Let’s face it: Gmail is fantastic and Gmail Labs keeps adding features we didn’t realize we couldn’t live without. New to Gmail Labs this week is the Google Search “experiment” which allows you to perform a Google web search through a sidebar widget – all without ever leaving Gmail. The next time you’re in the middle of writing an email and can’t remember the definition of the word ‘Luddite’, you can easily look up the answer without missing a step.
For those of you that are new to Gmail Labs, they are additional features that Gmail offers on an experimental basis with the disclaimer that they may “change, break, dissapear at any time”. However, most of these features are so useful that they will no doubt be included in future versions of Gmail.
Adding Google Search in Gmail is very easy. Head over to the Google Labs tab under Settings (you’ll have to log in to Gmail) and scroll down to the “Google Search” experiment. Click the Enable button and select Save Changes at the bottom of the page.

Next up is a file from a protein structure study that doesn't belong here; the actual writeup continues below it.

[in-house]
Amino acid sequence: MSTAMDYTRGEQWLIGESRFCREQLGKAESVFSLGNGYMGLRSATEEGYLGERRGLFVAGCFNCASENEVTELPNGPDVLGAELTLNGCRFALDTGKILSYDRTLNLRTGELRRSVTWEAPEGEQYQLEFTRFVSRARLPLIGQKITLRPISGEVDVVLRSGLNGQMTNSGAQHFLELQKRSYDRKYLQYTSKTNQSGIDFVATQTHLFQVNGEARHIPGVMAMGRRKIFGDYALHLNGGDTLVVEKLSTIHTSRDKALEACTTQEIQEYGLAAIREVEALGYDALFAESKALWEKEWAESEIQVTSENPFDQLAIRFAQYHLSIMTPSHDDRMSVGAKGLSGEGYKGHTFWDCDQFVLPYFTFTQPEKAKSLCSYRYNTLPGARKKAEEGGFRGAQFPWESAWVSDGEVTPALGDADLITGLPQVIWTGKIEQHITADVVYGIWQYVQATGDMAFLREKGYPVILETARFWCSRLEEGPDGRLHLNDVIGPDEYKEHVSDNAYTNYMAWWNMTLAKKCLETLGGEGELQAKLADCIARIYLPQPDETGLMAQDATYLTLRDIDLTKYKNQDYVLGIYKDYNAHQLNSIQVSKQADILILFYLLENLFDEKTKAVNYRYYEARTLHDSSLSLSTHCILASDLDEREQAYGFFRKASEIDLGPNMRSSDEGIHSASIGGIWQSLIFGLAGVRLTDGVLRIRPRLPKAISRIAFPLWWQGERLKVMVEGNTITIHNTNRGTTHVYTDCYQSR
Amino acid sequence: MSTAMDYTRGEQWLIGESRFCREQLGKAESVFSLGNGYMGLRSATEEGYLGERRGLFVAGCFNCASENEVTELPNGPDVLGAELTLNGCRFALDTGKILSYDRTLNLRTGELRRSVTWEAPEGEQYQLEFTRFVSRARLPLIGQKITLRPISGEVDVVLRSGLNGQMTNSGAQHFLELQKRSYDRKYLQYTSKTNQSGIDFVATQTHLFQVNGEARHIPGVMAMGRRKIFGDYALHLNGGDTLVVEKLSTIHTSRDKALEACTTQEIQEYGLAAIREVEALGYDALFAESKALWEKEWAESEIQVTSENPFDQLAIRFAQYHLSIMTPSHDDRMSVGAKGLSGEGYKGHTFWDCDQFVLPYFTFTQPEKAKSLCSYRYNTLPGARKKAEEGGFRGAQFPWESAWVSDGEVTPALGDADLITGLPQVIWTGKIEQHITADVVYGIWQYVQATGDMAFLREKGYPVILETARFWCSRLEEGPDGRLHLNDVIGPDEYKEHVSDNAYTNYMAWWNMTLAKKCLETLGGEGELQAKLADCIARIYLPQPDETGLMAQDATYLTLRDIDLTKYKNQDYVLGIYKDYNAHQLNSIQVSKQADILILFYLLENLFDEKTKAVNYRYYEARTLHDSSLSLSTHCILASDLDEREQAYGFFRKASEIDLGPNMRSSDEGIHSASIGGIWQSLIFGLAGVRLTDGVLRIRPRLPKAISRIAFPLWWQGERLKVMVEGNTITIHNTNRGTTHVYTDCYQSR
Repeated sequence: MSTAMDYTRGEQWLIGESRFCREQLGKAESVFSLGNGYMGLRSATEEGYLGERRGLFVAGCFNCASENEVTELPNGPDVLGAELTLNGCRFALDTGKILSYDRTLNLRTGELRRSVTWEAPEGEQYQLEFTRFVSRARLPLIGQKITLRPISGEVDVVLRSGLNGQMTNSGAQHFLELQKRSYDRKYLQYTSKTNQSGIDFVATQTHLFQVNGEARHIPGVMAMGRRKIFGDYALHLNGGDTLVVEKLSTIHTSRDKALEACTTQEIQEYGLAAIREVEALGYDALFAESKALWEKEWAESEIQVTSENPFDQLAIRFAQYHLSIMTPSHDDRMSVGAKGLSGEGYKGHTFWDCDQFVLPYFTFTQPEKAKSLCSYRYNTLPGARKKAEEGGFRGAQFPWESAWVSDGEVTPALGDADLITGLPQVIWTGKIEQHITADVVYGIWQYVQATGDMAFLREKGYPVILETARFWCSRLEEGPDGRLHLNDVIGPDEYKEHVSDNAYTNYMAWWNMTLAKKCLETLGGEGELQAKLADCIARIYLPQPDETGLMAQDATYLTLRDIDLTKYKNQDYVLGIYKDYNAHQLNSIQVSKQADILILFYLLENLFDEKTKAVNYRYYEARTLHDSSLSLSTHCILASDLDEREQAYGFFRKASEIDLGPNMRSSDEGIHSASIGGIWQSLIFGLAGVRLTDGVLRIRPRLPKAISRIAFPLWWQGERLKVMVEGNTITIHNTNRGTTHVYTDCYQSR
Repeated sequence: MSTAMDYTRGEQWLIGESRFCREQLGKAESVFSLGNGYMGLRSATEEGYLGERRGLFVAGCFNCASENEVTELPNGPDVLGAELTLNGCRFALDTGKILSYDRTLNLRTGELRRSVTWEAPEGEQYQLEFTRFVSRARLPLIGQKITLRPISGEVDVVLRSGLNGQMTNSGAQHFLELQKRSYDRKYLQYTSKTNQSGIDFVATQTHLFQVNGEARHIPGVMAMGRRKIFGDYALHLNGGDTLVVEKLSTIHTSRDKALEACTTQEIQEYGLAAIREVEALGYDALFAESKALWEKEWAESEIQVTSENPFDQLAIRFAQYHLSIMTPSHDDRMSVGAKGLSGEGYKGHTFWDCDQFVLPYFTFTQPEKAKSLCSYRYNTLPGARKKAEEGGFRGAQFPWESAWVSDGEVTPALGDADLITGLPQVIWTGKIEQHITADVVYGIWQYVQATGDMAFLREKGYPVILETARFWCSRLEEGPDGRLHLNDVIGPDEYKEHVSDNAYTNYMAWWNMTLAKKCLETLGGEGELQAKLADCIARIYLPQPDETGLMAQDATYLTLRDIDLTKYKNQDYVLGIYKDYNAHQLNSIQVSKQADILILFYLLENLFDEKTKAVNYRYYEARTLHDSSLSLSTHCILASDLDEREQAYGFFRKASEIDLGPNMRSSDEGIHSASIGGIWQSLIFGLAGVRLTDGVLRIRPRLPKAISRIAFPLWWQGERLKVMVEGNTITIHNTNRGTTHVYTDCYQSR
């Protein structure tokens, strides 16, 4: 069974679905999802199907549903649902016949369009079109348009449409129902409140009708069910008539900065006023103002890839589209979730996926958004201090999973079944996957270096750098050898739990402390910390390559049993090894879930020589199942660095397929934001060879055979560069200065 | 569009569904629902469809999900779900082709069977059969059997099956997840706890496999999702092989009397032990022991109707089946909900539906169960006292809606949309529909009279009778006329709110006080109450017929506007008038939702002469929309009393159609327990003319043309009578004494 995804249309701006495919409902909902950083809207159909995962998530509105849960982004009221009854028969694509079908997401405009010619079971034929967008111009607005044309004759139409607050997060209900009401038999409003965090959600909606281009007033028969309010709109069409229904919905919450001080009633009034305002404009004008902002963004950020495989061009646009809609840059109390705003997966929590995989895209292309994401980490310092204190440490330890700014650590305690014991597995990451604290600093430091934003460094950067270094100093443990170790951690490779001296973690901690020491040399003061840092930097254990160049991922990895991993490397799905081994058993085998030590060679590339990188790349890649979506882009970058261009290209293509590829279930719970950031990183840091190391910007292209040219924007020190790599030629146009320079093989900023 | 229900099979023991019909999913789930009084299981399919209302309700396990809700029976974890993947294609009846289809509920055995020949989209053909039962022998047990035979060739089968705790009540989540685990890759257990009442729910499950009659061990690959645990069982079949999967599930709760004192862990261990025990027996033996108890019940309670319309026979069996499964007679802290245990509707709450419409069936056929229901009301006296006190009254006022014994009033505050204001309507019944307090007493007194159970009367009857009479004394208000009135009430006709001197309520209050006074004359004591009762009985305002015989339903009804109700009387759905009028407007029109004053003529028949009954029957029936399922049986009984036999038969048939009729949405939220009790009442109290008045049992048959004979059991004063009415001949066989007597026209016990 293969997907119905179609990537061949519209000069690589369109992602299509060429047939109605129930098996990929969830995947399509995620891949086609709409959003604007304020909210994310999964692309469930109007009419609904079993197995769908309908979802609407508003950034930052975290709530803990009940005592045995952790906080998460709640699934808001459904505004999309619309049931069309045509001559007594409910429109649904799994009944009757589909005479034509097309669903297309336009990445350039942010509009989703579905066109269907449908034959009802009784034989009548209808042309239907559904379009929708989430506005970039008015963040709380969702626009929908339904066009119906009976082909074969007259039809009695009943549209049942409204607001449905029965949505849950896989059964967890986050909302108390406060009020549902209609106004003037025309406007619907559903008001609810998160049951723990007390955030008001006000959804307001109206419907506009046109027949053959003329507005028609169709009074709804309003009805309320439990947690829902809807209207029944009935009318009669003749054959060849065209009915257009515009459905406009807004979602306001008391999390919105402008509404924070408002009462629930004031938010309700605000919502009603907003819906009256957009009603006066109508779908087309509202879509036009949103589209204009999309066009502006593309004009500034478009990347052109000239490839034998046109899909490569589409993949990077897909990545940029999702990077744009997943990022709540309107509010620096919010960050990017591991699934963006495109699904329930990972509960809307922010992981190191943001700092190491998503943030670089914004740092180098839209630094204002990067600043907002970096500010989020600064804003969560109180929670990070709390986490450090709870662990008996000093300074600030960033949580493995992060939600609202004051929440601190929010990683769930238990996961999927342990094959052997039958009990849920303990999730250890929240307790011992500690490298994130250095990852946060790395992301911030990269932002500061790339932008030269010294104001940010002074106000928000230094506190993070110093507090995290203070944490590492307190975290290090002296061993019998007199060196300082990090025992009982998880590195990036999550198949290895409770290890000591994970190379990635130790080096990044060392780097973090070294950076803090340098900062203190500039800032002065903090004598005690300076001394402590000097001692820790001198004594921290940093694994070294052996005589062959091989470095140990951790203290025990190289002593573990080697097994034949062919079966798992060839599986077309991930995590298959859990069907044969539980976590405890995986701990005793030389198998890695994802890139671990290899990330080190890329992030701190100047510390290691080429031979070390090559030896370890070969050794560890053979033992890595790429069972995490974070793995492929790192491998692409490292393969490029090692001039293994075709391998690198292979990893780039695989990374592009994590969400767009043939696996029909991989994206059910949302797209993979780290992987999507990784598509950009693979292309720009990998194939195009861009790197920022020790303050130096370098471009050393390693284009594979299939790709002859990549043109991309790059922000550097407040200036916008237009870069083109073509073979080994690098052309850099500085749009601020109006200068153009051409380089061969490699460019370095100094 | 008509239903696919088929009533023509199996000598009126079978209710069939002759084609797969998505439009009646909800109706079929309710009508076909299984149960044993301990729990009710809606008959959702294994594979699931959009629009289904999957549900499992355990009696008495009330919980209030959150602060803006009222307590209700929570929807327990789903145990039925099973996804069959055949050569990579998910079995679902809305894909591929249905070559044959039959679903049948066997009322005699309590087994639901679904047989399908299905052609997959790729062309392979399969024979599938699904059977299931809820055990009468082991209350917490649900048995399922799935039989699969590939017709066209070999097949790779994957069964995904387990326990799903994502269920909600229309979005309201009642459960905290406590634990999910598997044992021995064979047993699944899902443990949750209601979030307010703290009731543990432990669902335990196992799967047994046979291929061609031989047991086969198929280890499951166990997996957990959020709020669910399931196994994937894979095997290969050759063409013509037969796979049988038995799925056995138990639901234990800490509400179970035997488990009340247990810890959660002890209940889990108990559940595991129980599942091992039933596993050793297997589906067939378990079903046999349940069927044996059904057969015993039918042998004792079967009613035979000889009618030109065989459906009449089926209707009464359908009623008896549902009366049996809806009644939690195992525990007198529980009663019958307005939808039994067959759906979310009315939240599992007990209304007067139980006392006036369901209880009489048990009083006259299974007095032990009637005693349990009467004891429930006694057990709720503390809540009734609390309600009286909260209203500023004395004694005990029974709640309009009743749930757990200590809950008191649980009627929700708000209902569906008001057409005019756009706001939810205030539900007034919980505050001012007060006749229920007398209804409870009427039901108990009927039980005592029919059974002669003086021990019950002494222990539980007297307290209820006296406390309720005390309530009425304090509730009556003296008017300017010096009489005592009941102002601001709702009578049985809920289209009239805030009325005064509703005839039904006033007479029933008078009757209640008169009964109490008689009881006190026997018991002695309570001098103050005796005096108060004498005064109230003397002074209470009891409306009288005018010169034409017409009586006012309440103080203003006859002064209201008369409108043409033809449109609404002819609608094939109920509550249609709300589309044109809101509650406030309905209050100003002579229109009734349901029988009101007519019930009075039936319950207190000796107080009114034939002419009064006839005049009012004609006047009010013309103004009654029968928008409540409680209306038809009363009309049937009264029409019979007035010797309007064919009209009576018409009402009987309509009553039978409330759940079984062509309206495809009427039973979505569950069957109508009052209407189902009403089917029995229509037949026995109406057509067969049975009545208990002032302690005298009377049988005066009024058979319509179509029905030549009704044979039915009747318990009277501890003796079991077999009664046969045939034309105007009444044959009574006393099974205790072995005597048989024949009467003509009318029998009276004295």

Once Google Search has been enabled, you will now have access to the Google Search sidebar widget (shown below) anywhere in Gmail.
When you perform a Google Search using the sidebar widget, the results will load in a Google Chat-esque box which displays in the corner of your screen and can be minimized or moved into its own separate window.
Each result contains a drop-down box that gives you options based on what you are currently doing in Gmail. If you’re reading an email, you can choose to begin a reply to that email with a link to the search result. If you’re writing a message (as shown above), you can paste the result in the email or past just the URL. If you’re currently in Google Chat via Gmail, you can send the result through chat.
One additional tip: If you’ve added several Google Labs features to your sidebar, you may find it getting pretty cluttered. To deal with this, you can enable the “Navbar drag and drop” feature in Gmail Labs which allows you to easily drag-and-drop widgets anywhere you like in the sidebar.
What are your favorite Gmail Labs features? What are some features you’d like to see in the future? Tell us about it in the comments.
Microsoft has announced that a release candidate version of Windows 7 (a version with potential to be the final product) will be released to developers via MSDN and TechNet networks on April 30th, and more publicly on May 5th.